Arts Issues for Artists & Presenters: March 2008 Archives
A few weeks ago I took a look at the front page of Arts + Life, our Sunday features section in the Lexington Herald-Leader. There was a story about a double bill of plays by University of Kentucky Theatre, a piece about UK soprano Afton Battle in the national semifinal round of the Metropolitan Opera National Council Auditions and, inside, a story about a new UK musical and operetta club.
A few nights later, I was in UK's Singletary Center to hear the Lexington Philharmonic Orchestra, and I noted that concertmaster Daniel Mason directs UK's string program, principal violist Joseph Baber teaches composition at UK, principal ... well, you get the idea.
Even when you're not dealing with a UK organization, there's a good chance there will be a tie to the university.
That is not to diminish the efforts of artists from other area schools. I'm reminded of folks such as Stephanie Pistello, a Transylvania University theater graduate who now directs the New Mummer Group in New York; John Ellison Conlee, who graduated from Centre College's theater program and went on to a Tony Award nomination for his performance in The Full Monty; and singers such as Corey Crider and Norman Reinhardt, who got their starts at Morehead State University and Asbury College, respectively, before filtering through grad school at UK on their way to burgeoning opera careers. We have a wealth of colleges and universities in Central Kentucky with substantial arts programs. And covering UK arts extensively is not a subversive effort at boosterism (my dirty secret: I was born and raised a Duke fan -- one of UK's mortal enemies in basketball).
There's something to be said for having a major land-grant university in your city. It elevates the possibilities for what you can do and what your community demands.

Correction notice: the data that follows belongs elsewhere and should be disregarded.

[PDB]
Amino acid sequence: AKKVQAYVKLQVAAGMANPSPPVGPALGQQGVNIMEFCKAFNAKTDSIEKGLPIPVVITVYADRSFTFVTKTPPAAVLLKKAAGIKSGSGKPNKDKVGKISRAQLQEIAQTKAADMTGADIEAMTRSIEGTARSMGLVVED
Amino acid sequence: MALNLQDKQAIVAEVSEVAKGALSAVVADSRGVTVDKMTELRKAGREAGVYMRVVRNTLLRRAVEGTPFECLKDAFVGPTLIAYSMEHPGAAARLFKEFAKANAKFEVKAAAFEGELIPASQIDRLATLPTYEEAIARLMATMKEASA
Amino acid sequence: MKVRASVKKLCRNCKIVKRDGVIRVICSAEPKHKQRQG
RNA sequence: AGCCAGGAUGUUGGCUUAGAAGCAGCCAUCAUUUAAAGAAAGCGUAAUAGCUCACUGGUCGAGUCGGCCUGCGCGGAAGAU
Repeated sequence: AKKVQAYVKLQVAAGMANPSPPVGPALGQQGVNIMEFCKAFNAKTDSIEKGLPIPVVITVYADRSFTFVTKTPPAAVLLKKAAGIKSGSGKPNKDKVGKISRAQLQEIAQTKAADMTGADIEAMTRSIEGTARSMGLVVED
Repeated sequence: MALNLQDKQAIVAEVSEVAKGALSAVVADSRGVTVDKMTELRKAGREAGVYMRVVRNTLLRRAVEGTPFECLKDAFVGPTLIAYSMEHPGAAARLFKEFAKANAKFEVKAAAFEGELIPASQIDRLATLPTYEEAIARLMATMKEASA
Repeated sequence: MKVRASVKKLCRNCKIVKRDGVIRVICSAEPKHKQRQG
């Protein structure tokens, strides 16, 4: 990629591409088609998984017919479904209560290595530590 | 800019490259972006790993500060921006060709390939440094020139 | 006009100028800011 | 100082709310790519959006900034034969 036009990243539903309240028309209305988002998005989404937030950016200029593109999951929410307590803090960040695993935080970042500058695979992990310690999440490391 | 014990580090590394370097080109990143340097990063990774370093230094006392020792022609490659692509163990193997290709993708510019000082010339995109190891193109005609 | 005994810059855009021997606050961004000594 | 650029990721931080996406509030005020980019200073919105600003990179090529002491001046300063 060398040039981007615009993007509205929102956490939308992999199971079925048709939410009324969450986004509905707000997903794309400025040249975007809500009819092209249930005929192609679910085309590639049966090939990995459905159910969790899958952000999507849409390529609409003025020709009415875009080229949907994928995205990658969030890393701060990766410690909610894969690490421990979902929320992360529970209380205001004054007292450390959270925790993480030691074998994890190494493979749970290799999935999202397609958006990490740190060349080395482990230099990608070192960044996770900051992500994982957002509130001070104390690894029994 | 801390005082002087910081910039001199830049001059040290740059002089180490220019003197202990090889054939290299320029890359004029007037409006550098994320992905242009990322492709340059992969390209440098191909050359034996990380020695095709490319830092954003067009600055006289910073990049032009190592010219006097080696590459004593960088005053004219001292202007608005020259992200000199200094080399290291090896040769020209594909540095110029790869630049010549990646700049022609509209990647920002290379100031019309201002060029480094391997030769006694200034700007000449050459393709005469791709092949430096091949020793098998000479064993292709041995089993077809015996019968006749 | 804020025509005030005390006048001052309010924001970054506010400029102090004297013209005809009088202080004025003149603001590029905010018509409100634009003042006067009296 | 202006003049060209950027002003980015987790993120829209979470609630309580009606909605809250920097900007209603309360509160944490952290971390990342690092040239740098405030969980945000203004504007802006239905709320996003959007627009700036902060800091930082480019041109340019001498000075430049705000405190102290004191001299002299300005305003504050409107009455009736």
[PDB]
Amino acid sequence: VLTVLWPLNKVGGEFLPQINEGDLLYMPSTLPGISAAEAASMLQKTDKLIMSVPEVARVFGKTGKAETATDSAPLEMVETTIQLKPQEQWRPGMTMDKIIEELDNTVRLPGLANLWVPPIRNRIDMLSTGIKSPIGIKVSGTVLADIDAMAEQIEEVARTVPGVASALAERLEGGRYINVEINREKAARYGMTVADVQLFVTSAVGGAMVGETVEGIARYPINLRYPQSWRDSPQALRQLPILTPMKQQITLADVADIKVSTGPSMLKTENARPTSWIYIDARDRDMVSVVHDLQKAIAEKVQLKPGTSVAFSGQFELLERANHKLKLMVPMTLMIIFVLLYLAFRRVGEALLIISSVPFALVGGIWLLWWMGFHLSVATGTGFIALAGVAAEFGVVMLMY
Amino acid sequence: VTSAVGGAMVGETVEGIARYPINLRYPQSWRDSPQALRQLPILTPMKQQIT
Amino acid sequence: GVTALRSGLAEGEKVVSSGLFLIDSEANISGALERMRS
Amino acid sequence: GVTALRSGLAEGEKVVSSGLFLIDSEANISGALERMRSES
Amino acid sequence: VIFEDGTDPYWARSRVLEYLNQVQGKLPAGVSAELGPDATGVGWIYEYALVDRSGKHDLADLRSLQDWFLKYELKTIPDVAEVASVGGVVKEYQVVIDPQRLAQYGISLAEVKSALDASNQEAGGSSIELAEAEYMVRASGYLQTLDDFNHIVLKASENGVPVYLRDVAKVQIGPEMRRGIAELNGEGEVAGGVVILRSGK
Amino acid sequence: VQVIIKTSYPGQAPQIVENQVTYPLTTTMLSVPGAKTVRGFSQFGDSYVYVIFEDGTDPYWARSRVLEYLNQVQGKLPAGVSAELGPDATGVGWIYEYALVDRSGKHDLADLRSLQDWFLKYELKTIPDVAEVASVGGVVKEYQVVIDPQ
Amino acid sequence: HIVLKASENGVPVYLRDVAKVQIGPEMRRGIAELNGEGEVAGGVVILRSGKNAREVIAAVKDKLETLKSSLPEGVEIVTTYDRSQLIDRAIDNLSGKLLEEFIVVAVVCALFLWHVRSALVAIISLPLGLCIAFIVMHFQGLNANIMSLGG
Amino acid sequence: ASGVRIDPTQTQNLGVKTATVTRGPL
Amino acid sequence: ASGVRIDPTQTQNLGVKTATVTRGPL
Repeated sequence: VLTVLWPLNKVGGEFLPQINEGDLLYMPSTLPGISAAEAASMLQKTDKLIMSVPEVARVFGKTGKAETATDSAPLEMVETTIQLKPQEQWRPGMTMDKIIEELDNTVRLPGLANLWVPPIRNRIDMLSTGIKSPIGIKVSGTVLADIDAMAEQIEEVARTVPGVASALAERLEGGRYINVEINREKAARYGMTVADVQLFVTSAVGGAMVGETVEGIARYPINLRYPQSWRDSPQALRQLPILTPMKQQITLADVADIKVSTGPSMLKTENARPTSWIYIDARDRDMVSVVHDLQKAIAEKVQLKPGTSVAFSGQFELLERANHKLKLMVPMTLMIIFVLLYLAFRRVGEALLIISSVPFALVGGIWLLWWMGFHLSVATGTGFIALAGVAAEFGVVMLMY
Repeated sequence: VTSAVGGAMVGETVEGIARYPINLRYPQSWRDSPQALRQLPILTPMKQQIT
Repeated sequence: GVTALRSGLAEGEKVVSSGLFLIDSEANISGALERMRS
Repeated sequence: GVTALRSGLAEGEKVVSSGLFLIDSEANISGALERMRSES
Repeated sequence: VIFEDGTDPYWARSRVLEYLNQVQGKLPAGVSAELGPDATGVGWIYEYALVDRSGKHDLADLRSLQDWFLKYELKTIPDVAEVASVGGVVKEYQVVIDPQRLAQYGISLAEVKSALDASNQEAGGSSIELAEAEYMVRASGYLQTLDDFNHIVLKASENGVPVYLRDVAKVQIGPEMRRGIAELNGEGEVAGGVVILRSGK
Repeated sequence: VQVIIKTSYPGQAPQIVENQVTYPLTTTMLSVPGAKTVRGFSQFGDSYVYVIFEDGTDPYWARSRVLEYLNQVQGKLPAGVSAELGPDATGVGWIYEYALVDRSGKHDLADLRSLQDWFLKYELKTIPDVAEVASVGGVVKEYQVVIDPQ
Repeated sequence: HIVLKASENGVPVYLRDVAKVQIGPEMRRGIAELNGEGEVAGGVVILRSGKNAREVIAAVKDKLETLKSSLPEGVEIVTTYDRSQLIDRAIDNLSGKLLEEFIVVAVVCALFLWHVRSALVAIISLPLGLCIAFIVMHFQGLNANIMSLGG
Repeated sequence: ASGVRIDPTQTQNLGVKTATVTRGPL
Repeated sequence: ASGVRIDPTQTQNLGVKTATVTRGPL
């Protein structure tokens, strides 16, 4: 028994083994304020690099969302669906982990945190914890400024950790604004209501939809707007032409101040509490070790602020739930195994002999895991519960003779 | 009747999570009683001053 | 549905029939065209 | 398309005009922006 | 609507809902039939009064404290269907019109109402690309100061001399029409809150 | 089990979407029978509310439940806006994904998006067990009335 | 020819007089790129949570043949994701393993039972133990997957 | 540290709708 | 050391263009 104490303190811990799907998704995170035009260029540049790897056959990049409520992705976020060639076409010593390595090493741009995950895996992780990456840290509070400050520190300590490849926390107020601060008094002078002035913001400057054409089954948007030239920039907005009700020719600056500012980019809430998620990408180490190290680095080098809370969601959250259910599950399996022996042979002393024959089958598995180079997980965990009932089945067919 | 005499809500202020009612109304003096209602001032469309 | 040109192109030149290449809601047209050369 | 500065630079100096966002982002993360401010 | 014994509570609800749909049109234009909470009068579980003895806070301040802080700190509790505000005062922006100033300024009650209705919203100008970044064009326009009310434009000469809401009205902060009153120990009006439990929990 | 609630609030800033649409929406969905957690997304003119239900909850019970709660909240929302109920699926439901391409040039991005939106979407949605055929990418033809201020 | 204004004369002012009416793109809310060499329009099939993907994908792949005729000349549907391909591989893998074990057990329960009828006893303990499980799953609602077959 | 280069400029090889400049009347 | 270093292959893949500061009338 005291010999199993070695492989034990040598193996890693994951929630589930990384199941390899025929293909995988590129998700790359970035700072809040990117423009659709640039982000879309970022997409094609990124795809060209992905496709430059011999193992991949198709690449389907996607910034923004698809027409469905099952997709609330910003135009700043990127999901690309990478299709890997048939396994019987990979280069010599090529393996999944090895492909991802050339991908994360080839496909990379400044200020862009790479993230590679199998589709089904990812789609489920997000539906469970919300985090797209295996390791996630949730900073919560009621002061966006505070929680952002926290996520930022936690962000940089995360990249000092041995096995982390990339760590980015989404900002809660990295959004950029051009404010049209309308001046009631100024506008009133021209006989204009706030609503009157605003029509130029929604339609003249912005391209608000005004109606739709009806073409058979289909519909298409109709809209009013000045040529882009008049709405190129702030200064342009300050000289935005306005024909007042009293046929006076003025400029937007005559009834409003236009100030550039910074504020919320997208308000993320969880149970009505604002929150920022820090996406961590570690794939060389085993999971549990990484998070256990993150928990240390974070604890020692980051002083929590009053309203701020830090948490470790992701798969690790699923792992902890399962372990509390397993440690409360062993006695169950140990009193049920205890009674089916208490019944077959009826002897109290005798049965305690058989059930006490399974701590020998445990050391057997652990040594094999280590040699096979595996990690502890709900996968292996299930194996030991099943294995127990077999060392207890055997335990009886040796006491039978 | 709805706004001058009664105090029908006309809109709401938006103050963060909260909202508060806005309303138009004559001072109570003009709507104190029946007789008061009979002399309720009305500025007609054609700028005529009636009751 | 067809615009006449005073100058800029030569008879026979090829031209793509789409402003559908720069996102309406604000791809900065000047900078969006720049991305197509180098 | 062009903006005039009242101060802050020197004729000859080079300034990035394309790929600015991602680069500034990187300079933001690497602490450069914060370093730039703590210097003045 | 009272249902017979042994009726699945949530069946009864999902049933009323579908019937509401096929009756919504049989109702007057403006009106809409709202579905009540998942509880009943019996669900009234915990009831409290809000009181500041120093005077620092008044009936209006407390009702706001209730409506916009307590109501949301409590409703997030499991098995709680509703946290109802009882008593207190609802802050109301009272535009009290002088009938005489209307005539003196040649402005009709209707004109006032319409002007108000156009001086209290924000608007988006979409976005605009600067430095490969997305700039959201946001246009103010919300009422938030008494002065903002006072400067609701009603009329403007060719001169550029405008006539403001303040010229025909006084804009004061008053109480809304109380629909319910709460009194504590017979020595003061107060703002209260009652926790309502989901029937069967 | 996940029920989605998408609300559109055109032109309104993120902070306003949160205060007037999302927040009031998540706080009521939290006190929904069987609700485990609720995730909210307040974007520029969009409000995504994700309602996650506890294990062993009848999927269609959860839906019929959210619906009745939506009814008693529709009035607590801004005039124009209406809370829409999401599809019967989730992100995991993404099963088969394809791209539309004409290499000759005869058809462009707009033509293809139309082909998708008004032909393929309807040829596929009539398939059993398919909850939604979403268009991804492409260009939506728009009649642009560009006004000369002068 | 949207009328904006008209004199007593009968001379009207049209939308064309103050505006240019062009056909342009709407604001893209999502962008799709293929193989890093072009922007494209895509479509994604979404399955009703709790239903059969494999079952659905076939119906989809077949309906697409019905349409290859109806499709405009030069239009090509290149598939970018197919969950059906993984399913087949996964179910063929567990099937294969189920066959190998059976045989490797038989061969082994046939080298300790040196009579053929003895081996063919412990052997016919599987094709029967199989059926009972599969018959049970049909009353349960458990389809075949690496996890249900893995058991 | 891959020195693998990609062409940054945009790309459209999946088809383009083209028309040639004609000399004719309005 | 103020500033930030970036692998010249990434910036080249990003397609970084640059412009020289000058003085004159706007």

Michael Friedman, Jim Lewis and Steven Cosson (L-R) discuss This Beautiful City, the play they created about the evangelical community in Colorado Springs, Colo., which is part of 32nd annual Humana Festival of New American Plays at Actor's Theatre of Louisville. Photo by Maggie Huber | Lexington Herald-Leader and LexGo.com.
Last week, I saw a performance of Lee Blessing's new play, Great Falls. It was an excellent piece of theater that belied the bells and whistles of so many shows today by focusing on two terrific, well-traveled actors under the guidance of a first-rate director.
And I was nowhere near New York City. Not even Chicago or San Francisco. I was in Louisville, a town most people only think about the first Saturday in May. But every year, somewhere around the last weekend in March, the Derby City becomes the center of the theater world with critics and theater professionals flocking in for the Humana Festival of New American Plays.
The festival, which has launched critically acclaimed plays such as Crimes of the Heart, is now into its fourth decade. It has had its up years and down years, but with recent hits such as Dinner with Friends and Omnium Gatherum, people still come to Humana hoping to be among the first to discover the next great thing.
Nowadays, when people describe Humana, it's often compared to the Sundance Film Festival, another major arts (yes, it attracts glitterati, but most of its offerings are geared to the art houses) event that thrives outside of major mets. Look south to Charleston, S.C. (John, are you ready?) and we have Spoleto, a major arts festival with a schedule that will make you da-rool, da-rool.
Chatting with Jim Clark, the president and CEO of LexArts, the United Arts Fund here in Lexington, he pointed out that one of the common denominators of these and other major arts happenings outside of the cultural capitals of America is that they didn't have great infrastructure to launch. What they had was a great vision that serious and substantial work could be done right where they were. It's the kind of success that should make you look around and wonder what could happen, wherever you are.